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ASH Deputy Chief Exec Hazel Cheeseman discuss vaping on BBC Radio 5 Live

ASH Deputy Chief Executive Hazel Cheeseman joins BBC Radio 5 Live to discuss the risk of vaping compared to smoking and what needs to be done to reduce youth vaping.

Disposable vapes ban ‘will hamper efforts to cut cigarette smoking’

Efforts to cut cigarette smoking will be hampered by a ban on disposal vapes that is expected to be announced imminently, the Government has been warned. The vaping industry is braced for an announcement at the Conservative Party conference in Manchester that single-use vapes will be outlawed as part of a drive to stop children from becoming addicted to the devices. In May, Rishi Sunak voiced concerns concerns that products were being marketed at young children using bright colours and novelty flavours.

Vapes '95% safer' than cigarettes messaging backfired

The message that vaping is 95% safer than smoking has backfired, encouraging some children to vape, says a top health expert. Dr Mike McKean treats children with lung conditions and is vice-president for policy at the Royal College of Paediatrics and Child Health. He says the 2015 public messaging should have been clearer - vapes are only for adults addicted to cigarettes. Evidence on the possible health risks of vaping is still being gathered.


The French government have announced plans to ban disposable vapes, with the Prime Minister citing the 'gateway effect' of vapes leading young people to smoke. In this episode, Will Godfrey debunks outdated notions around the gateway effect, and the reaction of THR experts to this ban.

Vaping is not a gateway to smoking, study shows

Vaping does not act as a gateway into smoking, the most comprehensive study carried out suggests. Researchers at Queen Mary University of London said there was “tentative” evidence that products such as e-cigarettes might be speeding up the demise of smoking. Professor Peter Hajek, director of the Wolfson Institute of Preventive Medicine’s Tobacco Dependence Research Unit at Queen Mary University of London, said: “The results of this study alleviate the concern that access to e-cigarettes and other low-risk nicotine products promote smoking.

95% of ex-smokers see positive changes soon after quitting

A new nationwide survey released [...] ahead of Stoptober shows nearly all (95%) ex-smokers see positive changes in their life as early as 2 weeks after quitting. Stoptober’s mass quit attempt will launch on 1 October, calling on smokers in England to join the thousands of others committing to quit. While smoking rates are declining, over 5 million adults in England still smoke and smoking remains the single biggest cause of preventable illness and death in the country - linked to 64,000 deaths a year.

France to Ban Disposable Vapes This Year in “Dangerous” Move

France is planning to ban disposable vapes, or “puffs” as they’re known in the country, by the end of the year. The government is citing concerns over youth as justification—and claims that banning the vapes will help reduce smoking. On September 3, Prime Minister Élisabeth Borne described an impending “new national plan to fight against smoking with, in particular, the prohibition of disposable electronic cigarettes, the famous ‘puffs’ which give bad habits to young people.”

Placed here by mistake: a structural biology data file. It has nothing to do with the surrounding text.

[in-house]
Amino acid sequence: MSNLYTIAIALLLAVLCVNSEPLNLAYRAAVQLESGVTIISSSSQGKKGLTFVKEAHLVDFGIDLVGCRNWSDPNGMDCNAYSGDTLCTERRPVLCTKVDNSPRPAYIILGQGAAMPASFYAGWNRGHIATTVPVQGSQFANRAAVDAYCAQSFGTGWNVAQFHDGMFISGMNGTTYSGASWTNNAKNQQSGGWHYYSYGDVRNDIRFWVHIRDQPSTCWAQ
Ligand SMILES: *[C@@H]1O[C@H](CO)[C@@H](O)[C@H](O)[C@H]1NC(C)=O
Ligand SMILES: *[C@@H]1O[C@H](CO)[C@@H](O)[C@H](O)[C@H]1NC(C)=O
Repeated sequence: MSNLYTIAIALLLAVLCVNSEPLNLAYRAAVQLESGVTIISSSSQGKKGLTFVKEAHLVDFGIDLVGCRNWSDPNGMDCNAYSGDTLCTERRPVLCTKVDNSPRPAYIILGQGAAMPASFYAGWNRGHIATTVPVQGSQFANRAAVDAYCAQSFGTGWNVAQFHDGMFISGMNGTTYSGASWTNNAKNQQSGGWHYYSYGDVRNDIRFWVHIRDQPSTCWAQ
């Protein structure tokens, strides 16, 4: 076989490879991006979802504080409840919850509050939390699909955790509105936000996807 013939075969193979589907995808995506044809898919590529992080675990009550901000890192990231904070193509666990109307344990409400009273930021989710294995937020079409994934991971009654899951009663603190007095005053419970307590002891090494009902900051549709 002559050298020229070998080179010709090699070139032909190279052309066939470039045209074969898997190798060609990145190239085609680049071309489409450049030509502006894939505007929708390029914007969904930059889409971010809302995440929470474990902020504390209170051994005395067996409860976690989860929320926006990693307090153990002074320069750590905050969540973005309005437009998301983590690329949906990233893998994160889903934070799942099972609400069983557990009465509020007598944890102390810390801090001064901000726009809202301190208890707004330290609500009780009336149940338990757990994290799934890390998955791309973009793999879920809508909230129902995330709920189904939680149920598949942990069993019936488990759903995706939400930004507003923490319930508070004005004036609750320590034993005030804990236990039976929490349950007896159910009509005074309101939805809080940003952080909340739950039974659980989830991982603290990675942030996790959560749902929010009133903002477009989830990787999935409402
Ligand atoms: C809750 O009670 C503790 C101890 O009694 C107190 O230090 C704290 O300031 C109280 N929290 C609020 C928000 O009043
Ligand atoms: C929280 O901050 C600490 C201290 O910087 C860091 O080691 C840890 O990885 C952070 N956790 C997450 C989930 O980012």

Disposable vapes could still be available to smokers through NHS scheme despite Government ban

Disposable vapes could still be given to smokers to help them quit cigarettes, despite the Government drawing up plans to ban them, i understands. Ministers are understood to be finalising plans to ban single-use vapes amid concerns they have sparked an epidemic of youth vaping across Britain, with a decision set to come as early as next week. However, health department sources suggested that disposable vapes could be still available to smokers under NHS “swap to stop” schemes, despite any potential ban.

Study shows link between the tobacco product snus and cancer – researcher points out that the numbers are small

The risk of oesophageal cancer is more than three times higher, and the risk of pancreatic cancer is twice as high in snus users than in others, according to a new study reported by NRK recently (link in Norwegian). Snus is a powdered tobacco, which today usually comes in a small pouch which is stuffed under the upper lip. "What we see in the studies that we have is that these occurrences of cancer follow the digestive tract," physician and researcher Bendik Brinchmann tells NRK. "What we also see again and again is that the mortality of the cancer, if you get it and use snus, becomes higher," he adds.

This vaping ban is our trivial, mindless elite at its worst

Vapes, unlike patches and nicotine gum, work particularly well for many would-be quitters because they go with the grain of human behaviour rather than demanding a hair-shirt approach. They mimic the physical activity of smoking while carrying a fraction of the risk (vapes do not burn tobacco, or produce tar or carbon monoxide). Disposable vapes offer the same convenience as cigarettes. You can buy one on the move, with no worries about refilling or charging your device. The Government’s imminent ban on disposable e-cigarettes may seem trivial, but it’s a vivid example of making the perfect the enemy of the good. [...]